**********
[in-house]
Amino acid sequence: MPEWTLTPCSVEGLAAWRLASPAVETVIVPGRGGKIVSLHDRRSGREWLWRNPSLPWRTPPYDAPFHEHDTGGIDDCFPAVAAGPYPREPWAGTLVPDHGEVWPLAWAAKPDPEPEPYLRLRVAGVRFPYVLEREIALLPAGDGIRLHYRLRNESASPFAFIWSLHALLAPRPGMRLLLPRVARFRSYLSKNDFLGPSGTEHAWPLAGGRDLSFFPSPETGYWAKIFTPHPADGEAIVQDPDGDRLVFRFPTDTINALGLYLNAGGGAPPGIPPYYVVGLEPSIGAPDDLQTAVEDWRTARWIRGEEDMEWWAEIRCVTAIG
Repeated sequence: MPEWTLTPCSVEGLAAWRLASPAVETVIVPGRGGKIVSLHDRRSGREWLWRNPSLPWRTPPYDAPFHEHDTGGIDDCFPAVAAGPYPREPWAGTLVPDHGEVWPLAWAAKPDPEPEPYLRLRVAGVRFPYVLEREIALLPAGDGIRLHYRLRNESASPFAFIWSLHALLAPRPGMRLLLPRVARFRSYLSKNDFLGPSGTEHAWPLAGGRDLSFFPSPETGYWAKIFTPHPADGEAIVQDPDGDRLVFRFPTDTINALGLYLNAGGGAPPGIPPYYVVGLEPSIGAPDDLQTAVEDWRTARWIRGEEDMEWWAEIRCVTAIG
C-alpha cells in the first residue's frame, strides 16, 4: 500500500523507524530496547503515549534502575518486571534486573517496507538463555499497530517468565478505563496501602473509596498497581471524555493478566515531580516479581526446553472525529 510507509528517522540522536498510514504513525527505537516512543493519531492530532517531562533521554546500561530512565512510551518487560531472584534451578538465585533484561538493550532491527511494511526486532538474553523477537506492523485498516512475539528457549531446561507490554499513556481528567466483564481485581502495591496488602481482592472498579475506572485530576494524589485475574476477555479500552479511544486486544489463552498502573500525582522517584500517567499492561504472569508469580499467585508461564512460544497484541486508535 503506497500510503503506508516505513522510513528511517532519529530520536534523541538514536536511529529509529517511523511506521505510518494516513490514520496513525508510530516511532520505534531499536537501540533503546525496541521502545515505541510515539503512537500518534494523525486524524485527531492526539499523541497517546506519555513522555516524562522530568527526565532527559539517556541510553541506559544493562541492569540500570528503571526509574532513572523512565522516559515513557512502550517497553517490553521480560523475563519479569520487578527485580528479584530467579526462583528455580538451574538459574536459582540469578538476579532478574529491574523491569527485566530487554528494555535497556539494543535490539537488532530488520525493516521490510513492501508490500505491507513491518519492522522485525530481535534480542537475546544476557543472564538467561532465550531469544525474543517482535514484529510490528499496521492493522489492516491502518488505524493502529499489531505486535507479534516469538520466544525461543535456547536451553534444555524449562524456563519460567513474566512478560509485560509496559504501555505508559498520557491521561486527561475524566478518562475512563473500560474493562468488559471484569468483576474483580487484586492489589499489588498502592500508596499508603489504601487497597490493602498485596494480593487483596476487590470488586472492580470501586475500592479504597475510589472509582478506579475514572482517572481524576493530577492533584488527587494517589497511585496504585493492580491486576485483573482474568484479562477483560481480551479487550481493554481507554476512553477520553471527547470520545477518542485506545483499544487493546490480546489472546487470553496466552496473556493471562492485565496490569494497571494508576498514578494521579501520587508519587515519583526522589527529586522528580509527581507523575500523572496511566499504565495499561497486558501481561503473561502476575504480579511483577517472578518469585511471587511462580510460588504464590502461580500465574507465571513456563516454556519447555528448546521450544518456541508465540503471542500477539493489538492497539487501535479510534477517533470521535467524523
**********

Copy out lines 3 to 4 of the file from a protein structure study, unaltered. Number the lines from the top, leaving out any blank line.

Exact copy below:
Repeated sequence: MPEWTLTPCSVEGLAAWRLASPAVETVIVPGRGGKIVSLHDRRSGREWLWRNPSLPWRTPPYDAPFHEHDTGGIDDCFPAVAAGPYPREPWAGTLVPDHGEVWPLAWAAKPDPEPEPYLRLRVAGVRFPYVLEREIALLPAGDGIRLHYRLRNESASPFAFIWSLHALLAPRPGMRLLLPRVARFRSYLSKNDFLGPSGTEHAWPLAGGRDLSFFPSPETGYWAKIFTPHPADGEAIVQDPDGDRLVFRFPTDTINALGLYLNAGGGAPPGIPPYYVVGLEPSIGAPDDLQTAVEDWRTARWIRGEEDMEWWAEIRCVTAIG
C-alpha cells in the first residue's frame, strides 16, 4: 500500500523507524530496547503515549534502575518486571534486573517496507538463555499497530517468565478505563496501602473509596498497581471524555493478566515531580516479581526446553472525529 510507509528517522540522536498510514504513525527505537516512543493519531492530532517531562533521554546500561530512565512510551518487560531472584534451578538465585533484561538493550532491527511494511526486532538474553523477537506492523485498516512475539528457549531446561507490554499513556481528567466483564481485581502495591496488602481482592472498579475506572485530576494524589485475574476477555479500552479511544486486544489463552498502573500525582522517584500517567499492561504472569508469580499467585508461564512460544497484541486508535 503506497500510503503506508516505513522510513528511517532519529530520536534523541538514536536511529529509529517511523511506521505510518494516513490514520496513525508510530516511532520505534531499536537501540533503546525496541521502545515505541510515539503512537500518534494523525486524524485527531492526539499523541497517546506519555513522555516524562522530568527526565532527559539517556541510553541506559544493562541492569540500570528503571526509574532513572523512565522516559515513557512502550517497553517490553521480560523475563519479569520487578527485580528479584530467579526462583528455580538451574538459574536459582540469578538476579532478574529491574523491569527485566530487554528494555535497556539494543535490539537488532530488520525493516521490510513492501508490500505491507513491518519492522522485525530481535534480542537475546544476557543472564538467561532465550531469544525474543517482535514484529510490528499496521492493522489492516491502518488505524493502529499489531505486535507479534516469538520466544525461543535456547536451553534444555524449562524456563519460567513474566512478560509485560509496559504501555505508559498520557491521561486527561475524566478518562475512563473500560474493562468488559471484569468483576474483580487484586492489589499489588498502592500508596499508603489504601487497597490493602498485596494480593487483596476487590470488586472492580470501586475500592479504597475510589472509582478506579475514572482517572481524576493530577492533584488527587494517589497511585496504585493492580491486576485483573482474568484479562477483560481480551479487550481493554481507554476512553477520553471527547470520545477518542485506545483499544487493546490480546489472546487470553496466552496473556493471562492485565496490569494497571494508576498514578494521579501520587508519587515519583526522589527529586522528580509527581507523575500523572496511566499504565495499561497486558501481561503473561502476575504480579511483577517472578518469585511471587511462580510460588504464590502461580500465574507465571513456563516454556519447555528448546521450544518456541508465540503471542500477539493489538492497539487501535479510534477517533470521535467524523